Jan. 25, 2018 By Nathaly Pesantez
Two subway stations in Long Island City are among dozens of stations the city has identified as priority for improvements and repairs, according to a newly-released list that counters the subway stations chosen by Governor Cuomo for over $900 million in enhancements.
The Queensboro Plaza and Vernon Boulevard-Jackson Avenue stations form part of a 25-item “priority stations” list created by the city and the New York City Transit Authority. The list, distributed during yesterday’s MTA board meeting, is part of a packet that explains why these stations are important, and contrasts them to the 33 stations Cuomo selected in 2016 under his Enhanced Station Initiative (ESI).
Stations selected for the ESI, including four in Astoria, are set to close for months of work that focus on cosmetic elements and amenities such as lighting, station finishes, wayfinding, and Wi-Fi. A couple of selected stations in Brooklyn and Manhattan have already gone through the changes, and have been open to the public for several months.
But the improvements do little to maximize riding benefits, the city says, and largely ignore problems like overcrowding, accessibility gaps, and ridership growth.
“It appears these stations were chosen primarily based on ease of implementing the improvements,” part of the packet reads.
The city pointed to efforts currently underway to rezone several neighborhoods across the city, like the LIC Core, and labeled them as ideal opportunities to fix up stations within those areas. Seven City-NYCT priority stations, including Queensboro Plaza, are within city rezoning areas as opposed to just one station on the ESI list.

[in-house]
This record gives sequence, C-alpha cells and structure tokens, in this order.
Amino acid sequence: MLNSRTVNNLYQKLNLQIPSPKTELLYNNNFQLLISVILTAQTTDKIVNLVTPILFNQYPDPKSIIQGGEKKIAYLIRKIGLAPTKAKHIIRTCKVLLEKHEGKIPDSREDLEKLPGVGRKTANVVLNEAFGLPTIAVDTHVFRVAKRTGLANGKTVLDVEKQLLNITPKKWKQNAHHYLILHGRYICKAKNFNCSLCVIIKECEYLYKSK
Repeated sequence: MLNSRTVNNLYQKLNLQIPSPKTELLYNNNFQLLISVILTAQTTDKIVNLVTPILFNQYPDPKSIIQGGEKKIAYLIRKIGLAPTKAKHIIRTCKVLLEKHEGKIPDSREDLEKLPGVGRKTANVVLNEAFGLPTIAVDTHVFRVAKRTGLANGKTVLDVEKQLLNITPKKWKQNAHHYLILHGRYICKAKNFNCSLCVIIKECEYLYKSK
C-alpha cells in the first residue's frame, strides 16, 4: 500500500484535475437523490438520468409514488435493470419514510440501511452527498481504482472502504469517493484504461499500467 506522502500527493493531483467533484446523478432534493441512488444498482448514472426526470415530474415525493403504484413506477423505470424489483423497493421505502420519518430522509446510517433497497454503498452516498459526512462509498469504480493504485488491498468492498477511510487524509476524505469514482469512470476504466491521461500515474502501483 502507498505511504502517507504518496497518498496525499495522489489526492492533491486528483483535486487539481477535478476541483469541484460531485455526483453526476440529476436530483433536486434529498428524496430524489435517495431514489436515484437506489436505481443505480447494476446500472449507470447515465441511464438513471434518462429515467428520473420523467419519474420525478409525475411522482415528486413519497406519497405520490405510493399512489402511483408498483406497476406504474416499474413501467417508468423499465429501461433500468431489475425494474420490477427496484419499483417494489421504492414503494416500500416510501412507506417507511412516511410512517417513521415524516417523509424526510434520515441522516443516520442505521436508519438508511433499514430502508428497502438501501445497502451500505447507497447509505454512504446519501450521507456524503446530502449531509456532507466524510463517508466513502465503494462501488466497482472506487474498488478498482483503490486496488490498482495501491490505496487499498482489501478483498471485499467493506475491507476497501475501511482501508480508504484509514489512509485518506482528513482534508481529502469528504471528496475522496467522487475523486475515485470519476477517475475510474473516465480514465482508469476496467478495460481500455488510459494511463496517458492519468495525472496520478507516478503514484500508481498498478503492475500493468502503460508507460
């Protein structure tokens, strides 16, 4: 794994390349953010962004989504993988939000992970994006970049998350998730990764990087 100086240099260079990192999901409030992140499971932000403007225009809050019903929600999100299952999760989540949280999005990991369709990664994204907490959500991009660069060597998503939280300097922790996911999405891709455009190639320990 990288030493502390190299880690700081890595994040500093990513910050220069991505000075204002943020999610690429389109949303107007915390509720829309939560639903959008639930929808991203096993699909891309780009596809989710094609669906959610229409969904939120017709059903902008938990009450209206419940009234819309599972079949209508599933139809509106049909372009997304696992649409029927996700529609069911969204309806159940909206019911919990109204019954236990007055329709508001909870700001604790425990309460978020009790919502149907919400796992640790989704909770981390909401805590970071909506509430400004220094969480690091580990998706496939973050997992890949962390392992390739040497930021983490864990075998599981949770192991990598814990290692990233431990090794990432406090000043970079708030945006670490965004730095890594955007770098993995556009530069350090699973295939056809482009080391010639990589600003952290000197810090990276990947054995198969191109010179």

Station congestion, plaguing dozens of stations across the boroughs in varying degrees, appears to have accounted for very little of the state’s station selection. A map identifying low, moderate, and significant congestion stations, including some in Long Island City, for example, does not line up with the ESI stations map.
The packet, distributed by Department of Transportation commissioner and MTA board member Polly Trottenberg, came as the MTA board decided to table a vote on three ESI contracts involving eight stations in the Bronx and Manhattan. The vote was tabled to allow for Andy Byford, the new NYCT president, to review them.
“I’m glad you are all tabling it,” Trottenberg said at the meeting as she encouraged other board members to read the packet. “Theres a list attached of what we think would be, potentially, some better priority stations. Perhaps we can even have a dialogue about that.”
But MTA Chairman Joseph Lhota said the stations under the ESI are part of an “initial pilot plan”, where smaller stations were purposely selected to see which methods and contractors can carry out the job best, to then be applied across the system. “We’re not ready for the busiest stations right now,” Lhota said. “It’s inconsistent with the approach that we have put together.”